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Bull market ‘far from over’ as dovish Fed possible

  • The stock bull market is “far from over” as the Fed is unlikely to be as hawkish as investors expect, JPMorgan said in a Monday note.
  • The bank said any conflict between Russia and Ukraine would likely trigger a dovish reassessment by central banks.
  • “We believe risky asset markets have mostly adjusted to monetary policy changes to date,” JPMorgan said.


bull market

in stocks is ‘far from over’ despite growing investor concerns over hawkish politics

Federal Reserve

and geopolitical tensions between Russia and Ukraine, JPMorgan said in a Monday note.

The bank believes a lot of bad news is already priced into the markets, and any dispute between Russia and Ukraine would likely lead to a dovish revaluation by central banks. On Tuesday, Russia said it had withdrawn troops from the Ukrainian border.

“We believe risky asset markets have for the most part adjusted to changes in monetary policy, that short-term rates have likely moved too far beyond what central banks will ultimately offer when increases this year, and that a pivot in Chinese policy can offset much of the impact of central bank tightening on developed markets,” said JPMorgan’s Marko Kolanovic.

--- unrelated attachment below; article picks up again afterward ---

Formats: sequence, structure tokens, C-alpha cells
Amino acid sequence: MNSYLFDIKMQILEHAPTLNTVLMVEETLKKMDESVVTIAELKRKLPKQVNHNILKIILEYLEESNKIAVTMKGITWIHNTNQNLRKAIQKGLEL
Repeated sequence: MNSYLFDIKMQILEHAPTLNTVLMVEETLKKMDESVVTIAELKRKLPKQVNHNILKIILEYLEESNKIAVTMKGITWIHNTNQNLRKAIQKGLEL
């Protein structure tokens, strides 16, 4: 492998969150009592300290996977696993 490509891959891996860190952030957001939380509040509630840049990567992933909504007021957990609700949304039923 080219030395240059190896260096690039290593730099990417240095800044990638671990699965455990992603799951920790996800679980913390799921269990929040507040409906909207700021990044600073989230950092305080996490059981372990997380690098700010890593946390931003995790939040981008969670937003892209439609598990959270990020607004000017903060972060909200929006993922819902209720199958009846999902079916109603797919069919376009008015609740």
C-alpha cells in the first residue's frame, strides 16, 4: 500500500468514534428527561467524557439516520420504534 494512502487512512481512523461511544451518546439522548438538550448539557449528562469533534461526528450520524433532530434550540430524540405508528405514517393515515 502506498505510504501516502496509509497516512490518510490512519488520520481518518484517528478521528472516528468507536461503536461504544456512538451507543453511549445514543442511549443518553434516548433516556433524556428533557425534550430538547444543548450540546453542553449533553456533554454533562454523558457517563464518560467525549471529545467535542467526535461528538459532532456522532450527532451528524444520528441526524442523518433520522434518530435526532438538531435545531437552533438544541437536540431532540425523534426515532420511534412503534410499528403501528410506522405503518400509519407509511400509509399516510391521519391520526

Market expectations for the number of Fed rate hikes of 25 basis points in 2022 soared to more than five last week after January CPI data showed inflation had peaked in 40 years. Kolanovic expects the inflation theme to likely continue into 2023 and said investors should therefore maintain exposure to energy and financial stocks.

But rising interest rates and rising inflation aren’t enough to trigger an economic recession later this year because it doesn’t correlate with the broader macroeconomy, according to Kolanovic, who notes that as COVID-related restrictions are beginning to ease, pent-up consumer and business demand is expected to materialize.

“We think it is wrong to position ourselves for a


given still extremely favorable financing conditions, very strong labor markets, under-leveraged consumers, strong cash flows for businesses and strong balance sheets for banks,” he explained.

With the S&P 500 down 8% from its all-time high, Kolanovic expects a rebound in risk areas of the stock market on the back of improved sentiment from dejected investors and inflows of stock buybacks. companies and systematic funds.

“We consider this market sell-off to be overdone. The stock market is not only in correction, it is already in

bear market

Recession-free territory in sight,” Kolanovic said, pointing to the 20% correction in small-cap stocks.

“We still see 2022 as a year of economic recovery, with double-digit earnings growth and undemanding valuations supporting [small and mid cap stocks]“, he concluded.


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